“Now we’ll fill the room with a greenhouse gas —”
“What I’m going to do now,” the father said, “is turn on the humidifier that I brought up from downstairs. We want to fill the room with water vapour."
As the room — already quite warm — became a bit damper, the father explained what was going to happen next.
“Water vapor,” he said, “is a greenhouse gas. The water molecules in the water vapor absorb any warmth that arrives if it arrives in the form of infrared radiation.
“A greenhouse gas is any gas that absorbs infrared radiation. Water vapor is a greenhouse gas, so is carbon dioxide, so is methane, just to give some examples.
“That means the warmth from our bodies when we lie down again will no longer go up all the way up to the ceiling, and out of the room. It will go, instead, into the water vapor all around us, and it will stay there instead of leaving the room.
“The water vapor will get warmer and warmer — and as the water vapor begins to warm up, it will radiate our own heat back at us, even while we are lying here trying to cool off.
“That is what is known as the greenhouse effect. You’re trying to get cooler — but the air around you keeps getting warmer and warmer, as though you were in a glass greenhouse, which stays warm to keep plants warm.”
And that’s what global warming is — “the greenhouse effect”
“Now, then,” the father said after the bedroom got warmer, and then warmer still, “we can say that what is happening to us in this bedroom is the same thing that happens outdoors now that we have global warming with us all the time.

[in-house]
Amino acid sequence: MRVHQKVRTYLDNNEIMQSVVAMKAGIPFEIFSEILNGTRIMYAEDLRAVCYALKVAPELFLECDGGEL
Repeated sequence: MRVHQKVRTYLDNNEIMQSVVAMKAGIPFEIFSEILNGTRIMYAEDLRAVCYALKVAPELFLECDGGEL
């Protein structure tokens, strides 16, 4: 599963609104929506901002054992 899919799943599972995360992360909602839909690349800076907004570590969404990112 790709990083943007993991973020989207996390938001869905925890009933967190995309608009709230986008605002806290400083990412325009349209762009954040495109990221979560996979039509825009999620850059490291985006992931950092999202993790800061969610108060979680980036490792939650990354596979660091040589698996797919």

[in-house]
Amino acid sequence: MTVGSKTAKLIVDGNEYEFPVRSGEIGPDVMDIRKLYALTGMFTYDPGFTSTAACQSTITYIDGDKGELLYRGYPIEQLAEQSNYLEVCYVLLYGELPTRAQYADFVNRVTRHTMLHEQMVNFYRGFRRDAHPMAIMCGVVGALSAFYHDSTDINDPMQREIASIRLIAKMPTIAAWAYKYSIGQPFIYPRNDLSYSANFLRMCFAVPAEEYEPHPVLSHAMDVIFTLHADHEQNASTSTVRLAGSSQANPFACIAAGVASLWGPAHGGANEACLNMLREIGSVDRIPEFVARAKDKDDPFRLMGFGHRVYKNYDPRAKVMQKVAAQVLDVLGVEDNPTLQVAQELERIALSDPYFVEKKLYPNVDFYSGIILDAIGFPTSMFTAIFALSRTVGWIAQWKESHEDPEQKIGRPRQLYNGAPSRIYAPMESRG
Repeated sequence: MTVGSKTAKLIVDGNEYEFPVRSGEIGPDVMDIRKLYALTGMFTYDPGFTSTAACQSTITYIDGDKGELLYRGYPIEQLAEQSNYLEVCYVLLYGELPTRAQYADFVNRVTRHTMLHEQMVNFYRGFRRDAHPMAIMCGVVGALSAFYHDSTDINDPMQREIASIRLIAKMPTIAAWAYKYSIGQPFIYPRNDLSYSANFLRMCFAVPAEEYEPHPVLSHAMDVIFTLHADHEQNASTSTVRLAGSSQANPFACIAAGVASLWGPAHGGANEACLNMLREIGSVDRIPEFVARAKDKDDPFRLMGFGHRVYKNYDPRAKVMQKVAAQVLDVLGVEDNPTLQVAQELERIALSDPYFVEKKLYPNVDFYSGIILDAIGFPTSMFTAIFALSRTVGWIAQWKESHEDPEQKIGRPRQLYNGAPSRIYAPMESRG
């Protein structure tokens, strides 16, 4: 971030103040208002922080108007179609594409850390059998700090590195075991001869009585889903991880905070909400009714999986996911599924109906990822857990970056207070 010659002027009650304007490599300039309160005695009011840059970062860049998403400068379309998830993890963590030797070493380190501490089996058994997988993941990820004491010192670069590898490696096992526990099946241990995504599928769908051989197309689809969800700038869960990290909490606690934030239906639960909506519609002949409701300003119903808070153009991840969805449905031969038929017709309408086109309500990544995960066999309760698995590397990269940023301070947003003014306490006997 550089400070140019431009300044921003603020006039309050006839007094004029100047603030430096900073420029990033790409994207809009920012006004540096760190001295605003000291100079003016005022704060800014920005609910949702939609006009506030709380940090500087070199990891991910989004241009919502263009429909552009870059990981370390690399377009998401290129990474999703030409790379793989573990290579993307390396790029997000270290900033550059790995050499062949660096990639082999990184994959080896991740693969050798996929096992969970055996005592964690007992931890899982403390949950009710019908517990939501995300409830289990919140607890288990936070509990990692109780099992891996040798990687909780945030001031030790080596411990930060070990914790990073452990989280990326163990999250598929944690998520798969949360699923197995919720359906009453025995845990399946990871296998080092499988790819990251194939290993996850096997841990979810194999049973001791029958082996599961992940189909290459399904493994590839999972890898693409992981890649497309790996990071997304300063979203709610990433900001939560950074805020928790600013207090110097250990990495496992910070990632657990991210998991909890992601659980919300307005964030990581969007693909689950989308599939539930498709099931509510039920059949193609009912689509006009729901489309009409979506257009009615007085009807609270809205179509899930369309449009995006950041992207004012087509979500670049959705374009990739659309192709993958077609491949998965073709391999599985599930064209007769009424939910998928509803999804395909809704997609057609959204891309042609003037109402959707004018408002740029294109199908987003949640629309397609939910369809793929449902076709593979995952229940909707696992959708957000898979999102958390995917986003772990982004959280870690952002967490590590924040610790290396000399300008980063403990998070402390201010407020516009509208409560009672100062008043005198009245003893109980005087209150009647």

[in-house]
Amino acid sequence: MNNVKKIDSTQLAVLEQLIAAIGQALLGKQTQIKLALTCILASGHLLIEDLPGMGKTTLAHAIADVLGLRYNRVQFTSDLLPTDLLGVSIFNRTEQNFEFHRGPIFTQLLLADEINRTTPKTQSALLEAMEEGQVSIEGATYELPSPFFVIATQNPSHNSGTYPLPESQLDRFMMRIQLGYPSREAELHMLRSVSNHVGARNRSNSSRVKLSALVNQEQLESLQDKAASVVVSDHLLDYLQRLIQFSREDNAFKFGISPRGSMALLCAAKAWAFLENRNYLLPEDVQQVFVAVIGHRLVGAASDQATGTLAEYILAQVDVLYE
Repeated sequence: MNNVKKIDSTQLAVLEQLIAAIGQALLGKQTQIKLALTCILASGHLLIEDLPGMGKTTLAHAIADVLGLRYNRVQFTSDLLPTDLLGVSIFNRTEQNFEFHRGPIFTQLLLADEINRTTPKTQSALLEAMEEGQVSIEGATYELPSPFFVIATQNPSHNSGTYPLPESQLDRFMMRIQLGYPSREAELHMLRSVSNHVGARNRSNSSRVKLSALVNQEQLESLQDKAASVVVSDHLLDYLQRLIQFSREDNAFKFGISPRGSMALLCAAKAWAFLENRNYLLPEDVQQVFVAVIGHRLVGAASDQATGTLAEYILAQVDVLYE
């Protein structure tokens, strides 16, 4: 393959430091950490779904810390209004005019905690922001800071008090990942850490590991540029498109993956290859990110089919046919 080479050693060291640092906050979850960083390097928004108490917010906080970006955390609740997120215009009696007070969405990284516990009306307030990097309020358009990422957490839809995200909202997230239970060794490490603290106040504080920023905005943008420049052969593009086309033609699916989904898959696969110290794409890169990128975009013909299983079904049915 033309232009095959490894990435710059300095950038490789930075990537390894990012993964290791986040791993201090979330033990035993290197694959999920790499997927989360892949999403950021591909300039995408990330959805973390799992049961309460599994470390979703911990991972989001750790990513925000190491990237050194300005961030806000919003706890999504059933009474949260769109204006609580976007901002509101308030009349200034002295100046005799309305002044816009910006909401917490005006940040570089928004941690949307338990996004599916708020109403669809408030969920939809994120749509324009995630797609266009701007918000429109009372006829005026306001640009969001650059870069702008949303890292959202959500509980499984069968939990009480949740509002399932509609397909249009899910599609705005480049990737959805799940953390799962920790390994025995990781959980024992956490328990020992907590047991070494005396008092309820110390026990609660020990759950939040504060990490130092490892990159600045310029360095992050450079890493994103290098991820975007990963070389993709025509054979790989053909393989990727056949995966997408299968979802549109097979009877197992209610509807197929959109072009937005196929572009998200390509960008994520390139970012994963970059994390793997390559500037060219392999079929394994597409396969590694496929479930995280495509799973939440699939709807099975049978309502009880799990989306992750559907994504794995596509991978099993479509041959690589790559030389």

“That is,” he continued, “the sun shines all day on the earth. The earth’s surface tries to get rid of its extra warmth just like we’re doing, by radiating infrared energy into the atmosphere. But now, in the year 2014, that isn’t working. It isn’t cooling the earth off any more, like it used to.
“If you went back before the industrial revolution,” the father added, “there was always a small amount of greenhouse gas in the atmosphere that kept the earth from cooling off too much. A little greenhouse gas has always been a good thing. It keeps the earth’s surface pleasantly warm.
“But then, 150 years ago, people in what are now the ‘industrial countries’ began burning coal to separate iron ore, and shape the iron into products to sell. When electricity became common in the 1880s and '90s, electric power plants began burning coal to generate electricity.
“In 1917, Alexander Graham Bell commented that the excessive burning of fossil fuels would have ‘a sort of greenhouse effect…. and the net result,’ he said, ‘is the greenhouse becomes a sort of hot-house.’ And now Bell’s prediction has come true. The whole earth is becoming a hot-house.
“Outdoors, it isn’t water vapor, like here in the bedroom — rather, the carbon dioxide we are putting in the atmosphere is absorbing the infrared radiation the earth is giving off.
“And now heat from the carbon dioxide is beaming down on the earth, keeping the earth and the air we breathe and live in too warm. And that’s how global warming happens.”